Book: Ira Levin’s Rosemary’s Baby (1967) – made into a film the following year by Roman Polanski. Both were extremely successful.


Early edition of Levin’s novel

Not very. Leaving aside the whole question of how likely it is that you’ll end up sharing a New York brownstone with a witches’ coven who get your husband to impregnate you with the Devil’s seed, and prevent you from getting a medical second opinion that might dissuade you from going to term with the Son of Satan, this is a very perfunctory account of childbirth (and recovery). The birth scene is eclipsed by Rosemary’s dawning realization that she is at the mercy of her husband, her neighbours (who are really witches), and her doctor (also one of the coven); every so often she remembers to have a contraction; then they give her an injection that makes her contractions feel ‘faint and disconnected from her floating eggshell head’. And that’s it, until she wakes up to feel ‘pain between her legs like a bundle of knife points’ (ouch). Post-partum, she takes to a breast pump with highly unrealistic ease.

The description of quickening (‘Something moved in her […] where nothing had ever moved before. A rippling little pressure’) is charming and accurate.

Empathy: Total. Rosemary focalizes every scene, so we see her vain, manipulative husband and her repulsive neighbours through her sympathetic and forgiving eyes; but we also share her reluctant but determined recognition that they are all plotting to subvert her pregnancy (wrongly, she thinks they’re planning to use her infant as a blood sacrifice to Satan).

Style: Fast-paced and highly readable (unsurprisingly selling 5 million copies within a year of publication).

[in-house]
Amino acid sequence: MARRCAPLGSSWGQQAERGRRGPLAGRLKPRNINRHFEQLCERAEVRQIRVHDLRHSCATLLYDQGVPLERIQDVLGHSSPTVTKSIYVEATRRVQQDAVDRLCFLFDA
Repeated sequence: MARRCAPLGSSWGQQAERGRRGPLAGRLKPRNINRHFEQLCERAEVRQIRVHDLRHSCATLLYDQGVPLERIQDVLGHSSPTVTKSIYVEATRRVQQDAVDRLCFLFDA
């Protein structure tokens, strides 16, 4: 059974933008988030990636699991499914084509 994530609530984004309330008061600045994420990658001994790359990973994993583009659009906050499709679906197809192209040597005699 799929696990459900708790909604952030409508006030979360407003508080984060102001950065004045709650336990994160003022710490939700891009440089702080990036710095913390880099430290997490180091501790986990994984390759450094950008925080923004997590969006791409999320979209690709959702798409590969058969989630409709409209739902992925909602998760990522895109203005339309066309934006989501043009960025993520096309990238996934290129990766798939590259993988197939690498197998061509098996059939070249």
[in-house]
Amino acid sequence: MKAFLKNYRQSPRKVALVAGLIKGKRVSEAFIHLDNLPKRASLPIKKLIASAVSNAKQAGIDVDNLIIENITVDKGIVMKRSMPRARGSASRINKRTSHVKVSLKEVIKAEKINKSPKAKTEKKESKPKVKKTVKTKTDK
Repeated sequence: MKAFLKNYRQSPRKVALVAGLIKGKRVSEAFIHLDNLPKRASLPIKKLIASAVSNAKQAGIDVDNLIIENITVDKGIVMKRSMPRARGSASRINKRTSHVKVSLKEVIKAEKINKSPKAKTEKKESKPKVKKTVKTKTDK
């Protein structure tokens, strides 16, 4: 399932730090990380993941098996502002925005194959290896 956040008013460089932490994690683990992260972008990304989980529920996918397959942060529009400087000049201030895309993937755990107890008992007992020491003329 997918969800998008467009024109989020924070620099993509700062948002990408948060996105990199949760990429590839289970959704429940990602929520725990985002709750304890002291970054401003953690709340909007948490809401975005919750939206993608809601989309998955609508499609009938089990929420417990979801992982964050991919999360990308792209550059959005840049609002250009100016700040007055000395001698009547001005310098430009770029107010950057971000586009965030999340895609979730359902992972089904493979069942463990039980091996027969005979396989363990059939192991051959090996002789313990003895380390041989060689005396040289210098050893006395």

The Pregnancy Test: Is this a book about the power or  the vulnerability of pregnant women? Rosemary’s Baby doesn’t give us any new insights into how pregnancy feels; Rosemary is a very typical, nice young woman with vaguely Lamaze-inspired aspirations for natural childbirth. But her battle to control her pregnancy and to protect her child could be read, as Karyn Valerius proposes in her informative article “‘Rosemary’s Baby’, Gothic Pregnancy, and Fetal Subjects“, as a reflection of  American women’s struggle to decriminalize abortion, particularly in the wake of the thalidomide tragedy. Roe vs Wade was not passed until 1973.  P.A. Boswell in Pregnancy in Literature and Film (2014), although she discusses the film rather than the book, argues that the former provides ‘our first glimpse of a mature pregnancy narrative in contemporary film: pregnancy reveals the power of the pregnant woman’ (120). It’s true that in the book, Rosemary ultimately accrues status from her devotion to the child and her undeniable position as Satan’s Mother, but her influence is back-dated: during her pregnancy, she is tricked and manipulated. I like to read this novel as an updating of Charlotte Perkins Gilman’s seminal 1892 “The Yellow Wallpaper”, in which a (childless) woman slowly goes mad, well-meaningly neglected by her husband and doctor as she becomes increasingly convinced that a woman is trapped behind the yellow wallpaper in her room. In Rosemary’s case, there really is a woman behind the wallpaper; she doesn’t have to go mad to become free. She does, however, have to have a child with claws, horns, and golden-yellow pupils.

Verdict: Positive.

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